|Chicken salad with orange and tarragon|
This weather is glorious and, after a poor summer last year and a lengthy, demoralising winter that pretty much consumed the spring, nobody should be grumbling.
But, unaccustomed as we are to such soaring temperatures, it can make eating a little more difficult. After all, this is hardly meat-and-two-veg weather.
In which case, it seems the perfect opportunity to look toward the Mediterranean – not simply for holidays to come, but for culinary ideas for the here and now.
Wondering what to start the day with on Sunday, having seen The Other Half off to sunny Castleford for the Rugby League, I came up with a bit of an experiment: feta and strawberries. And it works.
It doesn’t need anything with it – the saltiness of the cheese gives seasoning. The textures are a nice contrast and the sweetness of good strawberries is always a joy.
What I’ve mentioned in the last week about vegetables and simplicity could hardly have been more timely.
For lunch on Sunday, some fine beans and late-season English asparagus, served with a piece of smoked mackerel and gooseberry terrine (Waitrose), and a drizzle of thick Balsamico – I opted for this over virgin oil, as it cuts through the natural sweetness of most of the other ingredients.
Dinner was back to Bruno Loubet terrain and his new book.
This time, a chance to try the grilled mackerel with salted, pressed watermelon and a lime mayonnaise.
I probably over-salted the watermelon, but the dish as a whole was light and fresh – perfect for this weather.
Mind, nothing in this weather, can lay a hand to a fresh gazpacho. There must be plenty of variations – every cook will have their own tweak – but the result is refreshing, nutritious, tasty and, well, simply perfect.
I was introduced to it one summer some years ago, when I was whinging about not knowing what to eat, by m’friend George, whose wife is Spanish. So it’s the real McCoy.
He wouldn’t give people the recipe unless decent tomatoes were available. In those days, I wondered why. Now, I have no doubts. It is a dish that needs good incidents – and a dish that is designed for exactly when they will be available.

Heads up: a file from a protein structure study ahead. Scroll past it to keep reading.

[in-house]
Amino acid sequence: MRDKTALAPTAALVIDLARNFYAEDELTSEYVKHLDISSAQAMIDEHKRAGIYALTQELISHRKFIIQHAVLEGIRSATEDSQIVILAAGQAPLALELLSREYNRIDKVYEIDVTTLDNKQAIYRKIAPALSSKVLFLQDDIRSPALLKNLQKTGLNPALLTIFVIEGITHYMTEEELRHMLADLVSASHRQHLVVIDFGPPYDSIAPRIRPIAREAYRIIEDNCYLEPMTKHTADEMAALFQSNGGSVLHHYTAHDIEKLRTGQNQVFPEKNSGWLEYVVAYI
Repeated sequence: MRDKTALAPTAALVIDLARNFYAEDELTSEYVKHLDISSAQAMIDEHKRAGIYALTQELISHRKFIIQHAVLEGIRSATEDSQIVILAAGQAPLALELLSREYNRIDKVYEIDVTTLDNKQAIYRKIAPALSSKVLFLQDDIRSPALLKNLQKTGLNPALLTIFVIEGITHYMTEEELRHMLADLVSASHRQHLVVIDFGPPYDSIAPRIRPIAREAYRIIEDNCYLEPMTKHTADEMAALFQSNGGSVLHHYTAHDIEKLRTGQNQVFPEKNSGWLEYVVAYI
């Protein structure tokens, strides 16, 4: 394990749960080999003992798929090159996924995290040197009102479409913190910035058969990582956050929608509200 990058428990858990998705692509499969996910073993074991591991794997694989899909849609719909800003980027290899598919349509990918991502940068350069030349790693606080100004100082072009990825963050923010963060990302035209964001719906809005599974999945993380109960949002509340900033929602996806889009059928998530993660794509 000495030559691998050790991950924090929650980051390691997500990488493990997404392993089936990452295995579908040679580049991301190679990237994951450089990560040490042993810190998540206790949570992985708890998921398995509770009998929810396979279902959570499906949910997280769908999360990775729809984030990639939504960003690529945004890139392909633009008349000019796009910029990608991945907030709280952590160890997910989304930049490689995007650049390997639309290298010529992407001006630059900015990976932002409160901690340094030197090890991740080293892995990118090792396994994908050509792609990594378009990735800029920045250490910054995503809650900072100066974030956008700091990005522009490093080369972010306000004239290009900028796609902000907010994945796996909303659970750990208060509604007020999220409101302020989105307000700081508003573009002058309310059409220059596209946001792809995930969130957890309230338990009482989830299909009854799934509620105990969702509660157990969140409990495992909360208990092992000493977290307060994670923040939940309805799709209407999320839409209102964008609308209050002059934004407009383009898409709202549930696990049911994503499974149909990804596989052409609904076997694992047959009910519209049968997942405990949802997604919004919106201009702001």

It is, in other words, an icon of seasonal eating.
|Smoked mackerel terrine and seasonal vegetables|
You need properly ripe tomatoes – even better if you are growing your own and can pick them just as you need them. But otherwise, stick some on a plate and under the sun for a short while. That’ll help.
Take six or seven really ripe ones and blitz them. Follow that with a small cucumber – preferably one of those with a rough skin, which you peel first. This is also where using organic, if you can get it, is worth it too.
Next into the blender goes a handful of breadcrumbs.
Then a small onion – or as yesterday, a large shallot – followed by a clove of garlic (or two).
After that, it’s four tablespoons of wine vinegar. Actually, when making this yesterday, I realised that at the back of my great vinegar collection, I had a small bottle of raspberry champagne vinegar, with just about exactly the right amount left, so I used that.
Next, in goes a cup of olive oil and then salt to taste.
Chill. To serve, dilute to taste with either iced water or ice cubes.
And so thanks again to George for Gazpacho Doña Luisa.
It says everything about last summer that I never reached a point of wanting gazpacho: in the last few days, it’s been one of the things that was automatically on my mind.
I’d love to be able to make it in Collioure next month, given the divine tomatoes I can get there, but I don’t know whether there’ll be a blitzing facility. Fingers crossed.
What there will be, however, is a pan and a knife – and that’s all I’ll need for a ratatouille to make the most of local produce that I can find at the village market.
But back to the here and now.
On Sunday, I also roasted a chicken – my preferred River Café method; three and a half hours.
Set the oven to 80˚C (fan).
Stuff your bird – I can’t recall what the book says, as I just use what’s available. In this case, one and a half lemons and half a dozen cloves of garlic, crushed.
Pop the bird the usual way up in the tightest-fitting dish you’ve got. Pour in around 100ml of water and give it an hour. Then turn it over and give it another hour. Then turn it back to how it started – and give it a third hour.
|There a caterpillar in here somewhere|
Take it out and ratchet the heat up to 170˚C (fan). Message butter into the bird and season. At this point, you can add 200ml of vermouth, but it’s not essential. More water will do. And so give it a final half hour’s cooking.
The flesh will be tender and moist, and the skin will be crisp and brown.
It’s not really roast dinner weather, though, so the bird was then allowed to cool.
Yesterday’s first task was to strip the meat off it and make stock – easy enough, but rather hot for the weather!
The bulk of the stock has gone into the freezer, but a small jar was then further reduced, with the addition of the juice of half an orange and some tarragon leaves.
Strain and allow to cool, and then add some white wine vinegar, some olive oil and seasoning to taste.
Serve as a dressing over cold chicken, on a bed of leaves and garnished (if you feel so inclined) with an odd slice or segment of orange, and some fresh tarragon leaves.
The leaves on my plate were a combination of watercress and young lettuce leaves – the latter, the first crop from the potager.
Lesson one, though: rinse thoroughly before putting them in the salad spinner. That way, you’ll be able to rinse off any insect life that is too large to fall through the basket when you’re spinning it.
Mind, that small green caterpillar must have been dizzy.
The lettuce was a delight and the chicken was spot on.
Light dining that’s just perfect for these wonderful, hot days.